In addition to orientation on Monday, the rest of the first week was busy with classes and events. Tuesday was actually mostly a free day of exploring. The morning was spent visiting the Swedish version of the DMV to register for our residence permits, which took much less time than I was expecting (just another thing Sweden does better). In the afternoon, most people went out shopping or exploring or even taking naps, as a break from the constant flurry of activity.
Wednesdays here at DIS are used for field studies with your classes. Field studies are short trips that you go into the city with your different classes, core course or elective. These can include literally be any sort of situation and aren’t every week, so you do get a nice mid-week break every once and awhile.
This past Wednesday, I met my core class and professor, and we made our way to the fotografiska musset or the photography museum. There we explored the different exhibits and tried to caterogize the different emotions we saw, marking what physical attributes we thought contributed to the perception of that emotion. Discussion about these traits was held over fika, a swedish cultural event, where you take a break to have coffee and a pastry (typically cinnamon buns) and bond with your friends/coworkers. Fika seems to be a very important part of the day here, and most swedes have a Fika everyday of the week.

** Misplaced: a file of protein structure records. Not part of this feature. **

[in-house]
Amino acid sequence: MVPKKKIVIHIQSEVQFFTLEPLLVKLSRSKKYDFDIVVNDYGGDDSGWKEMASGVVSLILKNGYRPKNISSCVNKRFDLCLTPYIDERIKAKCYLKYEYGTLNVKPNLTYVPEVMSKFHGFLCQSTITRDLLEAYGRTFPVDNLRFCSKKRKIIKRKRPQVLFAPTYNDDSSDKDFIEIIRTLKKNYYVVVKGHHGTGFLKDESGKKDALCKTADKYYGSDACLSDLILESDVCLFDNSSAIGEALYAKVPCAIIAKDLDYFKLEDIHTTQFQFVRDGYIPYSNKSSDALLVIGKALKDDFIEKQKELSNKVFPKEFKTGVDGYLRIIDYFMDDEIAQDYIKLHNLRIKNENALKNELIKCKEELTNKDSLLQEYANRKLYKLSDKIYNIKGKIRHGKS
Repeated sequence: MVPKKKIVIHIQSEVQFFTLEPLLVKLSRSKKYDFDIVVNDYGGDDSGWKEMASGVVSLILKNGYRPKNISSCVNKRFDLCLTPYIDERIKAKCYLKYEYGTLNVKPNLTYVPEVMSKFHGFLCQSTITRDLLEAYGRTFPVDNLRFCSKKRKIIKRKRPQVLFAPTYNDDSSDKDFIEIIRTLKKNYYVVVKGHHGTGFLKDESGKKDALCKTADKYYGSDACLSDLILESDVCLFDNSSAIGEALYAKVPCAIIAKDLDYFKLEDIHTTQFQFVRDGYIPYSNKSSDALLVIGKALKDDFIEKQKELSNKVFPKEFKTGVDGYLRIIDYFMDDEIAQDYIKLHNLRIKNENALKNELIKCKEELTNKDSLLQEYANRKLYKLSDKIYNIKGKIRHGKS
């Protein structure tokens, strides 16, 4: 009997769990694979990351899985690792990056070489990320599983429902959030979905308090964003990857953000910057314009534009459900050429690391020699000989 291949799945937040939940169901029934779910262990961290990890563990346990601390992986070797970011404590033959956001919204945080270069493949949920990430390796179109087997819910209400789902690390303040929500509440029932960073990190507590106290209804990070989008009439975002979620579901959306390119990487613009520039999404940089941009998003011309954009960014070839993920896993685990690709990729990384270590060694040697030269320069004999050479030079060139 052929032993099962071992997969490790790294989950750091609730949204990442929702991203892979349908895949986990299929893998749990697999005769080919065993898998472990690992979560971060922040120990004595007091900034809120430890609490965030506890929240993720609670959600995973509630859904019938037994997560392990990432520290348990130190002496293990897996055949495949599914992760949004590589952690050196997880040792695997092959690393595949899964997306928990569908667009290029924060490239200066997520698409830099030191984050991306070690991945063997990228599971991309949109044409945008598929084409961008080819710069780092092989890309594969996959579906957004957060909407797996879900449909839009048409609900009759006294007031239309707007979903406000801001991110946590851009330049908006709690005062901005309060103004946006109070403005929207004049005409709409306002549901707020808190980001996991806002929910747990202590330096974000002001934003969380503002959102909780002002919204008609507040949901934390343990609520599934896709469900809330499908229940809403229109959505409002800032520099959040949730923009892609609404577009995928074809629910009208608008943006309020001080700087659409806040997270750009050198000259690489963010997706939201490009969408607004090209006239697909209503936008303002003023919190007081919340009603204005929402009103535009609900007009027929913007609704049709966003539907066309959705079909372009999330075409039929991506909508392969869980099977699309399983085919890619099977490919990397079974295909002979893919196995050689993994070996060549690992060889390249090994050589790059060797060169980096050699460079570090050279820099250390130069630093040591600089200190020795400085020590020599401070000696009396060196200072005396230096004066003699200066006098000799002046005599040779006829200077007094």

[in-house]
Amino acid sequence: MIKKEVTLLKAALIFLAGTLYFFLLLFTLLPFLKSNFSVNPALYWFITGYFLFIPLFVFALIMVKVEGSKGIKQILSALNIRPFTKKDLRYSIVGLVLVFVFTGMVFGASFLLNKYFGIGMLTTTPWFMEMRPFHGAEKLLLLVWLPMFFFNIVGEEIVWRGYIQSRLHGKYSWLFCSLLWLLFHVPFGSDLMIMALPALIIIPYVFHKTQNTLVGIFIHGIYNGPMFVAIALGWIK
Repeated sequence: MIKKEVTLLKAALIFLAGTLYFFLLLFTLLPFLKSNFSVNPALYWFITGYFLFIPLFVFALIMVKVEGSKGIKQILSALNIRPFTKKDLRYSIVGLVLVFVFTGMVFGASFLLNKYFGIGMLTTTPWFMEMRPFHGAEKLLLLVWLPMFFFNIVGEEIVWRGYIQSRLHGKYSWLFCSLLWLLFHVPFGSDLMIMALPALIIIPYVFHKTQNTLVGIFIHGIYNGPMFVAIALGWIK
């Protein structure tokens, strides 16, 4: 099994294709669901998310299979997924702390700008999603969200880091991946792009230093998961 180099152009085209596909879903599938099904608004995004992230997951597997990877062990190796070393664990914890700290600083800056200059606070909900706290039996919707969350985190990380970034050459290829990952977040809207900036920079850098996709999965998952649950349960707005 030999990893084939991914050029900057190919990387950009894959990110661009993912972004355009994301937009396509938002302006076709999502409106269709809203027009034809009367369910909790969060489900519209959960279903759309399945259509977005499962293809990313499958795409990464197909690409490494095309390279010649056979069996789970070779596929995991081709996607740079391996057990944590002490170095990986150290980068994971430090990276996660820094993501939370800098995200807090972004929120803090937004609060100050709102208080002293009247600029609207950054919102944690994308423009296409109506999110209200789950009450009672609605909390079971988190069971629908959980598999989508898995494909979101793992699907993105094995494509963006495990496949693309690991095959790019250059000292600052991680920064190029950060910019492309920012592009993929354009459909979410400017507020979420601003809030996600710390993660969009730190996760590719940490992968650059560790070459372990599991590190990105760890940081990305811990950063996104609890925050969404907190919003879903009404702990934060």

Thursday and Friday, were the first real days of class. We spent the time introducing ourselves, going over the syllabus/class expectations, and diving right into the course material. All of my professors seem very passionate about their subjects and come from a wide range of backgrounds, especially in research. Another Swedish culture tip, class is usually a very informal setting and you are not expected to call your teacher “Professor Last Name,” instead they go by their first names. With such small class sizes (average of about 15 students), this is really nice for making the class seem very inclusive and open for disscusion!